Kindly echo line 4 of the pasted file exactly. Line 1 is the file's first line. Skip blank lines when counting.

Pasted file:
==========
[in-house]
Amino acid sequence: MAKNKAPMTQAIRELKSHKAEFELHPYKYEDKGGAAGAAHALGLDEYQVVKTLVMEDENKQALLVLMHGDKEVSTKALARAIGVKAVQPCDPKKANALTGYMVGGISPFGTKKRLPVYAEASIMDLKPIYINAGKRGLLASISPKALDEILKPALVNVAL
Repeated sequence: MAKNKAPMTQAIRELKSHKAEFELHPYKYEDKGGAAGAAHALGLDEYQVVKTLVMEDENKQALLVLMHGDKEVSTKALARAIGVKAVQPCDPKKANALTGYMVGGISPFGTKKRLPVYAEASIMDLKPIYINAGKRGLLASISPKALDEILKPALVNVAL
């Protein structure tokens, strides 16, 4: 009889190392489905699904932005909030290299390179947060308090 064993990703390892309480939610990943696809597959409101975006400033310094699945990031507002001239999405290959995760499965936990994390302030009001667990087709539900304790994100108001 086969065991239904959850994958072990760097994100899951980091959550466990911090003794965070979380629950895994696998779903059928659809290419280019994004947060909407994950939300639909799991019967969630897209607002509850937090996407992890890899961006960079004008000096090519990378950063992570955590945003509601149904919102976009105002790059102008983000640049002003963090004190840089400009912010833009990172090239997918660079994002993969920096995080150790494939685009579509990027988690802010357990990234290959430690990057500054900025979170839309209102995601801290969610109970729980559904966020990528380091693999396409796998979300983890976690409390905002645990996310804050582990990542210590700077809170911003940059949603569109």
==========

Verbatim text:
């Protein structure tokens, strides 16, 4: 009889190392489905699904932005909030290299390179947060308090 064993990703390892309480939610990943696809597959409101975006400033310094699945990031507002001239999405290959995760499965936990994390302030009001667990087709539900304790994100108001 086969065991239904959850994958072990760097994100899951980091959550466990911090003794965070979380629950895994696998779903059928659809290419280019994004947060909407994950939300639909799991019967969630897209607002509850937090996407992890890899961006960079004008000096090519990378950063992570955590945003509601149904919102976009105002790059102008983000640049002003963090004190840089400009912010833009990172090239997918660079994002993969920096995080150790494939685009579509990027988690802010357990990234290959430690990057500054900025979170839309209102995601801290969610109970729980559904966020990528380091693999396409796998979300983890976690409390905002645990996310804050582990990542210590700077809170911003940059949603569109």